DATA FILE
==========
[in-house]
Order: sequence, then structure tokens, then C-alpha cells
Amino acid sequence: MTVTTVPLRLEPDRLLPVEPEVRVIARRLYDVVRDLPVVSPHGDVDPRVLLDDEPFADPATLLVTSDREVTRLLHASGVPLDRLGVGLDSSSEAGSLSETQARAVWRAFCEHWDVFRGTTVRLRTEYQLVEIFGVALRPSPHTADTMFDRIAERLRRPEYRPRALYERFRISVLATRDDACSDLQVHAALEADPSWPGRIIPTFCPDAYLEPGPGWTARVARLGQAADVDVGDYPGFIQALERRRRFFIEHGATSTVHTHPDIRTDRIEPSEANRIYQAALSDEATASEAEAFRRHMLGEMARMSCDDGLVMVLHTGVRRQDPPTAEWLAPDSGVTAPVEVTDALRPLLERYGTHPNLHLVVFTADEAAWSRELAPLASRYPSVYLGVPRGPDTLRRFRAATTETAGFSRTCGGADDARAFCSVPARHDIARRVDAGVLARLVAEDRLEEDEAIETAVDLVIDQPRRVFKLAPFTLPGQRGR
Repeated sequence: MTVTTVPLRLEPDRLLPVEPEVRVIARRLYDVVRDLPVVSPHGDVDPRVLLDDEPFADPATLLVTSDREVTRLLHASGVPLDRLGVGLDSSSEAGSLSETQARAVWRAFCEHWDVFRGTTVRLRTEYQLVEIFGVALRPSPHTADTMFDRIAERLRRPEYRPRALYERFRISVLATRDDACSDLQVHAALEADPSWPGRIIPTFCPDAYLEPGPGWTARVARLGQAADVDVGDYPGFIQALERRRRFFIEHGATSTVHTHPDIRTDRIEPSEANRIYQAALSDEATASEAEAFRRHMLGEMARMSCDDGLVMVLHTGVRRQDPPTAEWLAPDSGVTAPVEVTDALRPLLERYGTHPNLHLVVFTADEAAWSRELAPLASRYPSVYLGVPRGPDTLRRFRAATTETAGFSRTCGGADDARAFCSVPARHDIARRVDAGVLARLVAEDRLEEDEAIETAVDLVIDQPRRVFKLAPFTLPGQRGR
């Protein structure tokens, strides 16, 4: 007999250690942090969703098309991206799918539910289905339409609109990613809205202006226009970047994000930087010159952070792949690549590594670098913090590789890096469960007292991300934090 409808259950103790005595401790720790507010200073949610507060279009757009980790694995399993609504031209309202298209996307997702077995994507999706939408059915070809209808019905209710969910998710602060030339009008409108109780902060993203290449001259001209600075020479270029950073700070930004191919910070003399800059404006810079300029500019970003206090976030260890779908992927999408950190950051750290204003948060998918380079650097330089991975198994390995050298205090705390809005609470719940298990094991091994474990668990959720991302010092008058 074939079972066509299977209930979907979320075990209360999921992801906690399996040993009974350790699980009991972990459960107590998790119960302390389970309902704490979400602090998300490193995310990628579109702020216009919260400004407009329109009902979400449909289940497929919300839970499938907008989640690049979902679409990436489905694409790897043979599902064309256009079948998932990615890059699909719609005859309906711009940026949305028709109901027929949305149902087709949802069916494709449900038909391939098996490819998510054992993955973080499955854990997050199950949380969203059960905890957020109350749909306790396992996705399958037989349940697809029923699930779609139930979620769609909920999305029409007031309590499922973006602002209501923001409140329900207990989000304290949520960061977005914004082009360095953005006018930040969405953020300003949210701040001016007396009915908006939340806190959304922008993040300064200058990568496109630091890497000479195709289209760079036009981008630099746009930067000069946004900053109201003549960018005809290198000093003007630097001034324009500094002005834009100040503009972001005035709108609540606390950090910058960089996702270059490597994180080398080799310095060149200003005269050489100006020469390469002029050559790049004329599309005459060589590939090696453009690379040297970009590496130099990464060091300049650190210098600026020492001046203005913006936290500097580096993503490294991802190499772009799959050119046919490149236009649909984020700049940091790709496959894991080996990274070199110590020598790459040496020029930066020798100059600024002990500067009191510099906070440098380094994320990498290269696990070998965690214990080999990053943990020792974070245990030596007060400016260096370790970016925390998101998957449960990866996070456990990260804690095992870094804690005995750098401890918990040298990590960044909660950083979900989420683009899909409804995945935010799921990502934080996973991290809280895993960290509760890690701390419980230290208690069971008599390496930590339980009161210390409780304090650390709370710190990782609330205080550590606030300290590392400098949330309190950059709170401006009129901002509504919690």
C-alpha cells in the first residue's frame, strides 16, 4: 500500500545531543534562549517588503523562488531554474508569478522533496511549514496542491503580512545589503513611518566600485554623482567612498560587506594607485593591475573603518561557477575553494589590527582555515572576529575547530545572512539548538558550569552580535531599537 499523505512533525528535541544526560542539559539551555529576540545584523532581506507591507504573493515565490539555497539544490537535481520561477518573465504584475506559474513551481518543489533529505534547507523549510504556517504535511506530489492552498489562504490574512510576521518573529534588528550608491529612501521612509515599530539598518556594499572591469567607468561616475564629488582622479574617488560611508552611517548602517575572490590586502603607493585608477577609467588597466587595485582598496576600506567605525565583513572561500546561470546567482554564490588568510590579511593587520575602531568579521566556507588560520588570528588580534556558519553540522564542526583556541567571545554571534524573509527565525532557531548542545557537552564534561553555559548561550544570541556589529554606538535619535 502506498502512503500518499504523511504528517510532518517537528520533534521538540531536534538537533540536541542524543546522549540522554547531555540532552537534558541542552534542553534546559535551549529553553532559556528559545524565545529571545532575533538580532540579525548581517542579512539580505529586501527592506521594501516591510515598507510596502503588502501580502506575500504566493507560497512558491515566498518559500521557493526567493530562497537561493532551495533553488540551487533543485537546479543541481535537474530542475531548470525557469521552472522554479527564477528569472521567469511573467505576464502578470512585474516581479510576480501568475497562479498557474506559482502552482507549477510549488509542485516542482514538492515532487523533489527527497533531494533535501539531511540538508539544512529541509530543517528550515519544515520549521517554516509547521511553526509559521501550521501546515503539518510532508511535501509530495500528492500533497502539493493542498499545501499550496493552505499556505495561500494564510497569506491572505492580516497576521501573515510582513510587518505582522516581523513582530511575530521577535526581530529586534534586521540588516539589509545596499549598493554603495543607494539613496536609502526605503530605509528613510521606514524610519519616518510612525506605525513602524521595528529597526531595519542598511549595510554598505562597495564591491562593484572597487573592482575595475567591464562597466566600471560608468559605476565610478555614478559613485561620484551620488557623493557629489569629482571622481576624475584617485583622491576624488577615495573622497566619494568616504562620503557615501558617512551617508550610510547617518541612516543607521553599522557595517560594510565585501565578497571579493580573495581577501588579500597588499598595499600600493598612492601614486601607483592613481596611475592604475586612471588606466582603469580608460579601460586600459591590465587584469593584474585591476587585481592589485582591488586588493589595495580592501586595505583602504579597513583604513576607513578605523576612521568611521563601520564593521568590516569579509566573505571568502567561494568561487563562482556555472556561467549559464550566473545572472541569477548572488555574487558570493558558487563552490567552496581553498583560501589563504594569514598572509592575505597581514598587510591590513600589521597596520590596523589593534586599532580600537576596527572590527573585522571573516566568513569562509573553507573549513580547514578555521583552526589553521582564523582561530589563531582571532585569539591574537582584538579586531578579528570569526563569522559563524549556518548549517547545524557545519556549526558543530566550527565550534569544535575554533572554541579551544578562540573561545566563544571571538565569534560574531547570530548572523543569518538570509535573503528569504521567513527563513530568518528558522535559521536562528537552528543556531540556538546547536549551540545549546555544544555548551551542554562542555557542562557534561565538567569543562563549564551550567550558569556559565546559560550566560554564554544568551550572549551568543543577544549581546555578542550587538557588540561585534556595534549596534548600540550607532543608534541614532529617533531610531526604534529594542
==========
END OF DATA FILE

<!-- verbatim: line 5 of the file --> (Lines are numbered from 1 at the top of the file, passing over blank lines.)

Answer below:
């Protein structure tokens, strides 16, 4: 007999250690942090969703098309991206799918539910289905339409609109990613809205202006226009970047994000930087010159952070792949690549590594670098913090590789890096469960007292991300934090 409808259950103790005595401790720790507010200073949610507060279009757009980790694995399993609504031209309202298209996307997702077995994507999706939408059915070809209808019905209710969910998710602060030339009008409108109780902060993203290449001259001209600075020479270029950073700070930004191919910070003399800059404006810079300029500019970003206090976030260890779908992927999408950190950051750290204003948060998918380079650097330089991975198994390995050298205090705390809005609470719940298990094991091994474990668990959720991302010092008058 074939079972066509299977209930979907979320075990209360999921992801906690399996040993009974350790699980009991972990459960107590998790119960302390389970309902704490979400602090998300490193995310990628579109702020216009919260400004407009329109009902979400449909289940497929919300839970499938907008989640690049979902679409990436489905694409790897043979599902064309256009079948998932990615890059699909719609005859309906711009940026949305028709109901027929949305149902087709949802069916494709449900038909391939098996490819998510054992993955973080499955854990997050199950949380969203059960905890957020109350749909306790396992996705399958037989349940697809029923699930779609139930979620769609909920999305029409007031309590499922973006602002209501923001409140329900207990989000304290949520960061977005914004082009360095953005006018930040969405953020300003949210701040001016007396009915908006939340806190959304922008993040300064200058990568496109630091890497000479195709289209760079036009981008630099746009930067000069946004900053109201003549960018005809290198000093003007630097001034324009500094002005834009100040503009972001005035709108609540606390950090910058960089996702270059490597994180080398080799310095060149200003005269050489100006020469390469002029050559790049004329599309005459060589590939090696453009690379040297970009590496130099990464060091300049650190210098600026020492001046203005913006936290500097580096993503490294991802190499772009799959050119046919490149236009649909984020700049940091790709496959894991080996990274070199110590020598790459040496020029930066020798100059600024002990500067009191510099906070440098380094994320990498290269696990070998965690214990080999990053943990020792974070245990030596007060400016260096370790970016925390998101998957449960990866996070456990990260804690095992870094804690005995750098401890918990040298990590960044909660950083979900989420683009899909409804995945935010799921990502934080996973991290809280895993960290509760890690701390419980230290208690069971008599390496930590339980009161210390409780304090650390709370710190990782609330205080550590606030300290590392400098949330309190950059709170401006009129901002509504919690």